In today’s fast-paced, always-on world, businesses are not only being evaluated on their customer service levels and what they sell, but increasingly on their response times. With more and more consumers accessing cloud services from portable devices that are connected to both the network and the services they want, businesses can no longer afford the revenue and reputational impact of downtime.
Even if it’s not direct to the end user, more than ever availability has become a determining factor when it comes to business success. For instance should Twitter or Facebook not be available, it may frustrate and annoy regular users, however it would prove disastrous for companies trying to selling advertising space on these platforms.
Media reports continue to highlight high profile IT outages and the resultant damage to the organisation’s financial, reputational and customer service goals. Here it is advisable that organisations consider investing in options that offer the benefits of cloud computing without the risks.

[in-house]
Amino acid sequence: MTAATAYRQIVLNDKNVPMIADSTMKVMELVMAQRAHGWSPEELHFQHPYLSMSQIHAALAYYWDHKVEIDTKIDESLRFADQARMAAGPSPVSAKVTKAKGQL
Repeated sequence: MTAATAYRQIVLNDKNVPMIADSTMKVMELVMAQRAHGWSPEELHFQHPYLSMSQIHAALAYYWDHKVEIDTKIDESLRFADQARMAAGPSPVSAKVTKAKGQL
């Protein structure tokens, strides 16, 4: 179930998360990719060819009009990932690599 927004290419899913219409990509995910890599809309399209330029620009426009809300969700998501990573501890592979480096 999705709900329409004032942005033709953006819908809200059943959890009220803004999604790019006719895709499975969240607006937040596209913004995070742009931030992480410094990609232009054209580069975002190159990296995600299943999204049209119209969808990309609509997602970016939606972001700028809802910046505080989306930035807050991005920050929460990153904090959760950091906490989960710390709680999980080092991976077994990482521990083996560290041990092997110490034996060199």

In the past it has been security concerns that have been the overriding factor preventing organisations from moving to the cloud. However it is now availability that is the greatest concern when it comes to the improved agility and economics that come with using a cloud infrastructure. Here cloud applications need to be designed to work around potential failures with code needing to be rewritten to make existing applications “cloud-ready”.
However this is not the only solution. Organisations now have access to software defined availability via a software layer that makes decisions about where an application should run. This ultimately provides organisations with the right level of availability at the right time, per workload, helping them to take advantage of the elastic nature of cloud.
Going forward, while migrating to a cloud environment may not be immediately on the cards for some organisations, they should regardless ensure that their availability solution provides for always-on computing, with easy deployment to make this transition as smooth as possible. Here opting for a solution that allows for software-defined availability will serve to bypass traditional barriers.